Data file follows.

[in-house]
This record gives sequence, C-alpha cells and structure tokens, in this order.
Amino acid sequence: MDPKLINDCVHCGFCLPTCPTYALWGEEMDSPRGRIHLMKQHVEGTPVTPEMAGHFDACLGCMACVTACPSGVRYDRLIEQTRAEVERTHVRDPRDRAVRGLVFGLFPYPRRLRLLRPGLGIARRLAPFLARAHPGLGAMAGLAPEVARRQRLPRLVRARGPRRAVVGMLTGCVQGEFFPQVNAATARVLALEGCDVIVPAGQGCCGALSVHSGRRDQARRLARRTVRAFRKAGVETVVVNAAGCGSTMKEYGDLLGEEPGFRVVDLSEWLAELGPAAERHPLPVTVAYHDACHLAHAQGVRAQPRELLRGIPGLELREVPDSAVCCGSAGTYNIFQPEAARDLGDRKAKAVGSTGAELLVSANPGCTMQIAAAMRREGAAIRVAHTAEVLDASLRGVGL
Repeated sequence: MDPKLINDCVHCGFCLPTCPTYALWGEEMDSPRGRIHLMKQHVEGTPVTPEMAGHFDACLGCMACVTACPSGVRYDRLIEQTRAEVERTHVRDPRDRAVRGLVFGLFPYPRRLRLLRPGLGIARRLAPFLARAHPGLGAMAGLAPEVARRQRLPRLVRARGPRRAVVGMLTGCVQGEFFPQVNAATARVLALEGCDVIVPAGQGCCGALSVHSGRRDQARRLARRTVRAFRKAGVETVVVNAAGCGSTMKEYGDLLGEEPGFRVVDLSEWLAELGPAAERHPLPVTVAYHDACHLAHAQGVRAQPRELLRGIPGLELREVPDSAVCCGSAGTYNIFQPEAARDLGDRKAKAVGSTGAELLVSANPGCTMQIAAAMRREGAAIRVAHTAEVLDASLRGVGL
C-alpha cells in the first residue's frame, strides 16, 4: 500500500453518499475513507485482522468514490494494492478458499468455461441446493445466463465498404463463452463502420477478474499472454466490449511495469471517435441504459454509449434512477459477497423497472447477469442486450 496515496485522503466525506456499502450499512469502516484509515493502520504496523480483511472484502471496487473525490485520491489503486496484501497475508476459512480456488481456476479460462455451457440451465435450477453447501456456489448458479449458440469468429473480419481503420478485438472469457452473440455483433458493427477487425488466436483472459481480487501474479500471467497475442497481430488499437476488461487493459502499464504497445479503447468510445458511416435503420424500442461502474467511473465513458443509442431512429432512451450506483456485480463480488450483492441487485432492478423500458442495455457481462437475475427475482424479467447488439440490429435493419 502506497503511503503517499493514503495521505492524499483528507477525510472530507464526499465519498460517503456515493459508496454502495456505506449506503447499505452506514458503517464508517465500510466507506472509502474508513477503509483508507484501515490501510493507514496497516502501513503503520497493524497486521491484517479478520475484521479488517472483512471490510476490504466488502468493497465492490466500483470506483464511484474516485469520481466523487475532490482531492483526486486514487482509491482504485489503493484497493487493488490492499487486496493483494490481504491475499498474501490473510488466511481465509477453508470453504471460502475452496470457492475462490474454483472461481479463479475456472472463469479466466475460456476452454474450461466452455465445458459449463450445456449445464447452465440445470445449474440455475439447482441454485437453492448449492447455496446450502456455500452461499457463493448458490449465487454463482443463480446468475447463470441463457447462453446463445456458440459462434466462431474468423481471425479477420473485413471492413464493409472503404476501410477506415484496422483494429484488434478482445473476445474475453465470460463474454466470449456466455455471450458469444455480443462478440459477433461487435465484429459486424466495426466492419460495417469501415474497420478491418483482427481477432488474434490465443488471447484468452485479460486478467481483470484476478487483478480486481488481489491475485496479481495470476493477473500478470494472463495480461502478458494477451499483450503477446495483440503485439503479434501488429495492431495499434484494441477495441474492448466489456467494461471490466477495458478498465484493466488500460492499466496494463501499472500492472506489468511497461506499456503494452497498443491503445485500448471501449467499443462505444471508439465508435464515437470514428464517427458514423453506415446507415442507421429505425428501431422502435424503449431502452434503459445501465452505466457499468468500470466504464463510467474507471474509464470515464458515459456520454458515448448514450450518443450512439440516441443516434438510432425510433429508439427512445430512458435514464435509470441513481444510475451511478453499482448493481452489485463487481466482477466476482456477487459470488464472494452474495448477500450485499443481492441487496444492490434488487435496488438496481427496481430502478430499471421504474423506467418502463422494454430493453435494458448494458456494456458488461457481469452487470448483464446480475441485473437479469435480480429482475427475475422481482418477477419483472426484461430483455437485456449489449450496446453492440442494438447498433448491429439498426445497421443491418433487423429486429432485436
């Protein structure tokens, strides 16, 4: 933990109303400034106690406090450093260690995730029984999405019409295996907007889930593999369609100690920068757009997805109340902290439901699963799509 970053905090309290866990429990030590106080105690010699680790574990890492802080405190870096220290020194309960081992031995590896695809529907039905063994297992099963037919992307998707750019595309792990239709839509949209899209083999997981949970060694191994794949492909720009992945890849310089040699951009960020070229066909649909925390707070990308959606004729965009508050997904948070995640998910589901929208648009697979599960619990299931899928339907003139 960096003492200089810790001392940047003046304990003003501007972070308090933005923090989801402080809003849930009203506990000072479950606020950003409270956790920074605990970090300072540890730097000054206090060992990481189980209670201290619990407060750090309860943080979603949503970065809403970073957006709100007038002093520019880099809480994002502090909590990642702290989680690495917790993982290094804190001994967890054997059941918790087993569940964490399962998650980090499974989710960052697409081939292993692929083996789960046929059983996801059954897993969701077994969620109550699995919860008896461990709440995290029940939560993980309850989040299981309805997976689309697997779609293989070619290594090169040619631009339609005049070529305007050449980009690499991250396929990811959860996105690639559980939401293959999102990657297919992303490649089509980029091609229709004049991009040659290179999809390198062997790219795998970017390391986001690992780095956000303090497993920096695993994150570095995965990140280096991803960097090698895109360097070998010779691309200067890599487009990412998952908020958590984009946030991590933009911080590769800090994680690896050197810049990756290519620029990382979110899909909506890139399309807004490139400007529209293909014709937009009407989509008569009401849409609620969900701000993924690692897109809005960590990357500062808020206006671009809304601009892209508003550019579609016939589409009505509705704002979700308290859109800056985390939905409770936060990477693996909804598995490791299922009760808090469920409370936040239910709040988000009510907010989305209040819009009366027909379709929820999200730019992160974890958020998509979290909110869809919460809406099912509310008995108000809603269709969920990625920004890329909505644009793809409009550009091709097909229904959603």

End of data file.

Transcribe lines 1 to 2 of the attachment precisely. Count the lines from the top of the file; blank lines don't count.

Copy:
[in-house]
This record gives sequence, C-alpha cells and structure tokens, in this order.